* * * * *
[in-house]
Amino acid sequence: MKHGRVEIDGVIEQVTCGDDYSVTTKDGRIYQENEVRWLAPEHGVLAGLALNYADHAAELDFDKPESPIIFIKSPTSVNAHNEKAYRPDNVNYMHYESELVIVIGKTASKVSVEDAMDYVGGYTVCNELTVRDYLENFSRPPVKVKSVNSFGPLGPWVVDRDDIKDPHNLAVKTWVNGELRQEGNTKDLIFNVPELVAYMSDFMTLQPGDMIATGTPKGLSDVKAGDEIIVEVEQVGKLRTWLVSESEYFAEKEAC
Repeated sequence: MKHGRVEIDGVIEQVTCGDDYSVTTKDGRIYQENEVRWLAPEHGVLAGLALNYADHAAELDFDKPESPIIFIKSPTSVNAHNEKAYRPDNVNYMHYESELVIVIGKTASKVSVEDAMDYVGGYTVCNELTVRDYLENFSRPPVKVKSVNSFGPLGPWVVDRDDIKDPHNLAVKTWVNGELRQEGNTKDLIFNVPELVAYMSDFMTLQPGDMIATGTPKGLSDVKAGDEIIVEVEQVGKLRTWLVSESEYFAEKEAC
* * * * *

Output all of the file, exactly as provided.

[in-house]
Amino acid sequence: MKHGRVEIDGVIEQVTCGDDYSVTTKDGRIYQENEVRWLAPEHGVLAGLALNYADHAAELDFDKPESPIIFIKSPTSVNAHNEKAYRPDNVNYMHYESELVIVIGKTASKVSVEDAMDYVGGYTVCNELTVRDYLENFSRPPVKVKSVNSFGPLGPWVVDRDDIKDPHNLAVKTWVNGELRQEGNTKDLIFNVPELVAYMSDFMTLQPGDMIATGTPKGLSDVKAGDEIIVEVEQVGKLRTWLVSESEYFAEKEAC
Repeated sequence: MKHGRVEIDGVIEQVTCGDDYSVTTKDGRIYQENEVRWLAPEHGVLAGLALNYADHAAELDFDKPESPIIFIKSPTSVNAHNEKAYRPDNVNYMHYESELVIVIGKTASKVSVEDAMDYVGGYTVCNELTVRDYLENFSRPPVKVKSVNSFGPLGPWVVDRDDIKDPHNLAVKTWVNGELRQEGNTKDLIFNVPELVAYMSDFMTLQPGDMIATGTPKGLSDVKAGDEIIVEVEQVGKLRTWLVSESEYFAEKEAC